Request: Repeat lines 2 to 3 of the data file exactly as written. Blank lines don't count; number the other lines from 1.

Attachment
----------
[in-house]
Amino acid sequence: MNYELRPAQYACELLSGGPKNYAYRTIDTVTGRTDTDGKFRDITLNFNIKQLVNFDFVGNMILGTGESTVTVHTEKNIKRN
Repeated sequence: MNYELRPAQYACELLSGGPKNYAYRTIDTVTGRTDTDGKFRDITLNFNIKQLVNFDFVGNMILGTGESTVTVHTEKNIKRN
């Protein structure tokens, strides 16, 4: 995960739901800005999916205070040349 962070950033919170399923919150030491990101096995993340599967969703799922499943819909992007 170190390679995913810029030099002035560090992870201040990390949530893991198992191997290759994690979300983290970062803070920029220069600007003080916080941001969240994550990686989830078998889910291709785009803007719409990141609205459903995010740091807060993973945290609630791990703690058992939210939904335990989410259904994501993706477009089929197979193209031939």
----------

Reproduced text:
Amino acid sequence: MNYELRPAQYACELLSGGPKNYAYRTIDTVTGRTDTDGKFRDITLNFNIKQLVNFDFVGNMILGTGESTVTVHTEKNIKRN
Repeated sequence: MNYELRPAQYACELLSGGPKNYAYRTIDTVTGRTDTDGKFRDITLNFNIKQLVNFDFVGNMILGTGESTVTVHTEKNIKRN